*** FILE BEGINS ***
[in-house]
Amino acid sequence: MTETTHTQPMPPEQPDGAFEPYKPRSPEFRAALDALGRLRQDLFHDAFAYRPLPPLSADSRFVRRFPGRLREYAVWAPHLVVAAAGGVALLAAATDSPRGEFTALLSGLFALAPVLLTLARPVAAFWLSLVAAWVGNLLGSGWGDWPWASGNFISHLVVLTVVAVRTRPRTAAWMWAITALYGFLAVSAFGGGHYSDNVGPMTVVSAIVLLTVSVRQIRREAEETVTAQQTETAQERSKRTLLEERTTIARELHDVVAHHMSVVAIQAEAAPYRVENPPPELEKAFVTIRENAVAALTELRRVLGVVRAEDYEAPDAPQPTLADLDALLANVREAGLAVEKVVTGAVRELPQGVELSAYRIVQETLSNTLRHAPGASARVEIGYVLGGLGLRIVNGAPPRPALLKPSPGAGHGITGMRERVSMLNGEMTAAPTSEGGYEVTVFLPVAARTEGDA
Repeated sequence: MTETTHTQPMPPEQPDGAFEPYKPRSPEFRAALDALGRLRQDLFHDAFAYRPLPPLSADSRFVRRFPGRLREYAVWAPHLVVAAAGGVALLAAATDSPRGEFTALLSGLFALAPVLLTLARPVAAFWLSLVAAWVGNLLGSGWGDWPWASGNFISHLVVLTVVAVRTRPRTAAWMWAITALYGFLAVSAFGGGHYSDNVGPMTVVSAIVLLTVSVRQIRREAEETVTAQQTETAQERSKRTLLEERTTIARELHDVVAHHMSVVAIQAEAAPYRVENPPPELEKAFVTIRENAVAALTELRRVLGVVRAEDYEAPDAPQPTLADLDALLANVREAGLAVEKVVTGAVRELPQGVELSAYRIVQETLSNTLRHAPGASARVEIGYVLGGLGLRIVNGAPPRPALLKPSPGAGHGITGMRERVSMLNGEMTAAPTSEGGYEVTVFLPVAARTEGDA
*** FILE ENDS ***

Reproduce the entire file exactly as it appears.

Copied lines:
[in-house]
Amino acid sequence: MTETTHTQPMPPEQPDGAFEPYKPRSPEFRAALDALGRLRQDLFHDAFAYRPLPPLSADSRFVRRFPGRLREYAVWAPHLVVAAAGGVALLAAATDSPRGEFTALLSGLFALAPVLLTLARPVAAFWLSLVAAWVGNLLGSGWGDWPWASGNFISHLVVLTVVAVRTRPRTAAWMWAITALYGFLAVSAFGGGHYSDNVGPMTVVSAIVLLTVSVRQIRREAEETVTAQQTETAQERSKRTLLEERTTIARELHDVVAHHMSVVAIQAEAAPYRVENPPPELEKAFVTIRENAVAALTELRRVLGVVRAEDYEAPDAPQPTLADLDALLANVREAGLAVEKVVTGAVRELPQGVELSAYRIVQETLSNTLRHAPGASARVEIGYVLGGLGLRIVNGAPPRPALLKPSPGAGHGITGMRERVSMLNGEMTAAPTSEGGYEVTVFLPVAARTEGDA
Repeated sequence: MTETTHTQPMPPEQPDGAFEPYKPRSPEFRAALDALGRLRQDLFHDAFAYRPLPPLSADSRFVRRFPGRLREYAVWAPHLVVAAAGGVALLAAATDSPRGEFTALLSGLFALAPVLLTLARPVAAFWLSLVAAWVGNLLGSGWGDWPWASGNFISHLVVLTVVAVRTRPRTAAWMWAITALYGFLAVSAFGGGHYSDNVGPMTVVSAIVLLTVSVRQIRREAEETVTAQQTETAQERSKRTLLEERTTIARELHDVVAHHMSVVAIQAEAAPYRVENPPPELEKAFVTIRENAVAALTELRRVLGVVRAEDYEAPDAPQPTLADLDALLANVREAGLAVEKVVTGAVRELPQGVELSAYRIVQETLSNTLRHAPGASARVEIGYVLGGLGLRIVNGAPPRPALLKPSPGAGHGITGMRERVSMLNGEMTAAPTSEGGYEVTVFLPVAARTEGDA